Then Makati Rep. Abigail Binay, who was acting floor leader, informed him that the 185 included members who showed up to register their presence but were in the lounge when the roll was called. He protested that only those physically present should be counted.
He also related: “I frequently do not see some members who are seated not far from me, and yet, whenever there is an attendance report from the secretariat, they have perfect attendance. Either the secretariat does not know how to count or there is collusion to fabricate attendance.”
Isn’t the lack of quorum that has grounded the interpellations on HB 5811 a clear manifestation by most of the House members of their lack of interest in the BBL?
This InterAksyon.com report on August 25, 2015 intrigues: “Quorum was present with 192 lawmakers on the floor on Monday’s (August 24) session, which allowed the approval on third reading of at least 10 local and national bills. After about an hour in session, however, Buhay partylist Representative Lito Atienza, seeing fewer members on the floor, rose and questioned the quorum. For lack of congressmen, the session was adjourned.”
This report and that of the Star above on the Atienza-Binay exchange on “attendance padding” must have been sequential. The representatives stayed to vote on local and national bills but did not stay for the interpellations on HB 5811.
The fact is clear: House representatives come to vote for the bills they are interested in or when they are pressured to. This gives substance to President Aquino’s certainty that a majority of the legislators will definitely show up to vote on the BBL.
Can legislators be compelled to attend sessions?
The word “compel” is disgraceful for “honorable” men and women. But, yes, they can be compelled under Section 76 of the Rules of the House on the “Absence of Quorum”, stating: “In the absence of a quorum after the roll call, the Members present may compel the attendance of absent Members.” This restates Article VI, Section 16(2) of the 1987 Constitution.
But InterAksyon.com (August 25, 2015: QUORUM CONUNDRUM | House rules allow lawmakers to order arrest of absentee peers), in reference to the persistent absence of quorum despite this House Rule, asked: “But who will do it?”
As gleaned from national media reports, this House rule has never been enforced by past Speakers. There are no indications that Speaker Belmonte will enforce it to ensure quorum for the deliberation on HB 5811 until it is passed. He only has instructed his office staff to text the House members with a threat to publish attendance reports.
Neither are there indications that the small number of members present every session day would act as the 1987 Constitution provides, “ … a smaller number may adjourn from day to day and may compel the attendance of absent Members in such manner, and under such penalties, as each House may provide”. However, they want severer penalties imposed like “no work, no pay” and “suspension” and “expulsion” as provided in Article VI, Section 16(3) of the 1987 Constitution.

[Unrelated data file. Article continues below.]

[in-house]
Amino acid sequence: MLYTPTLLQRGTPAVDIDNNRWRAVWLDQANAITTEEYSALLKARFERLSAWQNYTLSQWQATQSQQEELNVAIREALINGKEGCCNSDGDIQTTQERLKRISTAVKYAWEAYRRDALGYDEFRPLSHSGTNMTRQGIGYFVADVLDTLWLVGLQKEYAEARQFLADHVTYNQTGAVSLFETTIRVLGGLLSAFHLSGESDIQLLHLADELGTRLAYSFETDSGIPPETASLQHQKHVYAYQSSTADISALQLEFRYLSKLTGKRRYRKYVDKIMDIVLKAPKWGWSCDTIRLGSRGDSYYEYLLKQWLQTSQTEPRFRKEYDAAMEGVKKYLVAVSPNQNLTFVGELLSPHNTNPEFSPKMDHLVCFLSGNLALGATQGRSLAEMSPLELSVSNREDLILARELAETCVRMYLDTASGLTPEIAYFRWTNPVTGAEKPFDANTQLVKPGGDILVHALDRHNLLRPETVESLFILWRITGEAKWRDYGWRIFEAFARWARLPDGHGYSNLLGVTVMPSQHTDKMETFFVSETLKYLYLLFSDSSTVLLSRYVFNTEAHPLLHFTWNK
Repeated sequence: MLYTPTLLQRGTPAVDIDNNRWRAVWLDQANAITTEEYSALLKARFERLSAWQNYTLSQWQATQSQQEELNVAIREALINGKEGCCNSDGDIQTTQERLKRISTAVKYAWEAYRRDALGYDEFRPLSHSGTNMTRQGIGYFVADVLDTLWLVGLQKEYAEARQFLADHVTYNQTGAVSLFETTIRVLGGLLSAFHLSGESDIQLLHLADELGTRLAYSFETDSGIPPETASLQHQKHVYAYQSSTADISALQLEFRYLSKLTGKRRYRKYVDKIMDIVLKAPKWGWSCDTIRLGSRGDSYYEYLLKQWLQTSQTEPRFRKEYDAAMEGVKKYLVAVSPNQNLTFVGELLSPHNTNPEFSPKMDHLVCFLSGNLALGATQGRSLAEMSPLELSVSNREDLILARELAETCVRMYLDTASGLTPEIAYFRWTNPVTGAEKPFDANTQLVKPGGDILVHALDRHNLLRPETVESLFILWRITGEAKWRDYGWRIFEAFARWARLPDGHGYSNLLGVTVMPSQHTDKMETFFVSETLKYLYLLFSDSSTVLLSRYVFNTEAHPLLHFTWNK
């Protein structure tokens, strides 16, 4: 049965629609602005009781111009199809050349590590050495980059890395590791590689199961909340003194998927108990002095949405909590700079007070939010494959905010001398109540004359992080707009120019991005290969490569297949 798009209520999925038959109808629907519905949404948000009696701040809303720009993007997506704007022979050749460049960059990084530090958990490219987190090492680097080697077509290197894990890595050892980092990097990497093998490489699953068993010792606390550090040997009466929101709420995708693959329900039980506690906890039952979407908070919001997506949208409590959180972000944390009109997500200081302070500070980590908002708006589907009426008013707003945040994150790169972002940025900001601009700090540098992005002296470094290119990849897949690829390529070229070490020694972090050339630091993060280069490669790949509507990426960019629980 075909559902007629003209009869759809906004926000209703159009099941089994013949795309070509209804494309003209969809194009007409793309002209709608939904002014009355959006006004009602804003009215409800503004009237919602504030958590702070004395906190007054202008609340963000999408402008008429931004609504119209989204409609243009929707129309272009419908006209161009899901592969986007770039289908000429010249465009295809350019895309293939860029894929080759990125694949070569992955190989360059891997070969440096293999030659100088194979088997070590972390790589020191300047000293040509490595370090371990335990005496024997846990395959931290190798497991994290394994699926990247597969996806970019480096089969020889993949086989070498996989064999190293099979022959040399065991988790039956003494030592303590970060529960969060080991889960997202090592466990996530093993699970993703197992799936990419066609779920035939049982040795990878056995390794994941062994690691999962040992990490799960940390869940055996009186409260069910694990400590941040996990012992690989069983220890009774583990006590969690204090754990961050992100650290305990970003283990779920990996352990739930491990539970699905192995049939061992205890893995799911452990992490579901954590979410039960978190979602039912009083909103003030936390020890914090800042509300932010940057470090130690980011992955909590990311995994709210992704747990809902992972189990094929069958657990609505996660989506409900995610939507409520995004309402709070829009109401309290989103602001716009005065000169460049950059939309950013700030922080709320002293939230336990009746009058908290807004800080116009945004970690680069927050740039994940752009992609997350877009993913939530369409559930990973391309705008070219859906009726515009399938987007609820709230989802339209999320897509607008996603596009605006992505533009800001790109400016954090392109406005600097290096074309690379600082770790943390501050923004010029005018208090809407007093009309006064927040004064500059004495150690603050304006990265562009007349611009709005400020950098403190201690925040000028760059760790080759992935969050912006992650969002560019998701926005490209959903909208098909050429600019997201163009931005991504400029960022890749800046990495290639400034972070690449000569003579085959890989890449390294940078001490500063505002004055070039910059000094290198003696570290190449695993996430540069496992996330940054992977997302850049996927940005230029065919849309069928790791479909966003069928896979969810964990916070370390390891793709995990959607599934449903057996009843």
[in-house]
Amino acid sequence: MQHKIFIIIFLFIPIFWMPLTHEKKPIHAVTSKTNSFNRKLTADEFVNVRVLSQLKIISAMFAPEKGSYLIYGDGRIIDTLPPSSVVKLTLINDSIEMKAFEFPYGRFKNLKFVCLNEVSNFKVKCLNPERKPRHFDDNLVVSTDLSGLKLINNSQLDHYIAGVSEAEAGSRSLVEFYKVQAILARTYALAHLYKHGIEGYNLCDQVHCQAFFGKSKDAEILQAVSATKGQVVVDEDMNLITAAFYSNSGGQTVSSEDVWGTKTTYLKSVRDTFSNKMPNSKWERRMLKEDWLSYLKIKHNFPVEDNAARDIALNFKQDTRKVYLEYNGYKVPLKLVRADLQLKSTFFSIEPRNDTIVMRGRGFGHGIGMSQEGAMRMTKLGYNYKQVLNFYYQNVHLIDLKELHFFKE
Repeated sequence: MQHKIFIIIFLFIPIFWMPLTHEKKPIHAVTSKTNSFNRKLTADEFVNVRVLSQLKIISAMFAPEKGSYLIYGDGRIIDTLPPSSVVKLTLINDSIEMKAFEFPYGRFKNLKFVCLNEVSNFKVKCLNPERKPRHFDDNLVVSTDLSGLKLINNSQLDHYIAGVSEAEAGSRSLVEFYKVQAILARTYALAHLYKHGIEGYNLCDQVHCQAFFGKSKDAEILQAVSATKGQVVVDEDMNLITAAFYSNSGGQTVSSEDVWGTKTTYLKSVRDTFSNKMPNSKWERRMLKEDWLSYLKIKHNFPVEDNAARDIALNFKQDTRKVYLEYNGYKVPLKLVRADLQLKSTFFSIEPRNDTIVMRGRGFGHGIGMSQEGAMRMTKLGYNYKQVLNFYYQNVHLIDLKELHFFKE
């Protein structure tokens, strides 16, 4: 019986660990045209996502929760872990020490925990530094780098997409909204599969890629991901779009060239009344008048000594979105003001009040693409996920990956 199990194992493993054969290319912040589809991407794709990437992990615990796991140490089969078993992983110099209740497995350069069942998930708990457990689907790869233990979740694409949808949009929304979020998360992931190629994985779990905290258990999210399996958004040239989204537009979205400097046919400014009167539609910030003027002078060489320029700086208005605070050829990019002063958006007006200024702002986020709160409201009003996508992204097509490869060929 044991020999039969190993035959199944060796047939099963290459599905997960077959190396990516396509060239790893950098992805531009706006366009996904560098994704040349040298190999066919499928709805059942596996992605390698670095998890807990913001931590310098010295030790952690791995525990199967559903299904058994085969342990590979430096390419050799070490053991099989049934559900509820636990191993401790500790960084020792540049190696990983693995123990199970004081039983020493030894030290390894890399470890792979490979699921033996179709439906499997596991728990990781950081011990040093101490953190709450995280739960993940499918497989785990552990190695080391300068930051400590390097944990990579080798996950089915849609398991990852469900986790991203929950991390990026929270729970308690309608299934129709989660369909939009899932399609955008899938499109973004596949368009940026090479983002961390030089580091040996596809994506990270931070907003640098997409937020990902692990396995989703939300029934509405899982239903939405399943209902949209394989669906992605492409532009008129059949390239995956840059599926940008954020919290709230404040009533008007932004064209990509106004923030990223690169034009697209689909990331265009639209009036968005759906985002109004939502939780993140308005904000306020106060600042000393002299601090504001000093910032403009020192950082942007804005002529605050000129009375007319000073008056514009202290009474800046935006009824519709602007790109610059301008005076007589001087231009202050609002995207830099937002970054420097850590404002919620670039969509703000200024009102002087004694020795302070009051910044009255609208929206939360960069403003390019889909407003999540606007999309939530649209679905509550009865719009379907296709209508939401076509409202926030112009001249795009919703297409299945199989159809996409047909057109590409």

However, if the Speaker and those present every session are unwilling to enforce the present House Rule 76, who will enforce the severer penalties? In fact, without quorum, how can the House pass resolutions for severer penalties?
Is quorum not a matter of “honor” and “responsibility” to people’s mandate and the Constitution?
Why must congressmen and congresswomen be compelled to attend sessions? Their mandate is to represent their constituents. They must be present in every session unless there is a compelling reason for an excuse or with excuses allowed under the rules. Certainly, “performing legislative work in their districts” in disguise of attending to their personal and business affairs or to their reelection is a most reprehensible excuse.
Attending sessions is a constitutional mandate (Article VI, Section 1); absence without valid excuse causing lack of quorum is also a violation of Article VI, Section 16(3). It is hypocritical for the members of the House to delete provisions of Draft BBL allegedly for being unconstitutional while they culpably violate the Constitution by skipping the plenary sessions to prevent deliberation due to the lack of quorum.
Incidentally, is it any better in the Senate?
As The Philippine Star and the OPAPP Website reported on August 25 and 27, plenary deliberations on SB 2894, the substitute of SB 2408 or Draft BBL, started on Monday (August 24) continuing on the next day but not on August 26 for lack of quorum.
The real obstacle to the passage of the BBL, even of the substitute bills — HB 5811 and SB 2894 — are the Members of the Congress. If only they are as responsible as they are addressed, “Honorable”!
(Author’s Note: Mind da News, the alternate of COMMENT, is a comment on current news. The author may be contacted at firstname.lastname@example.org.)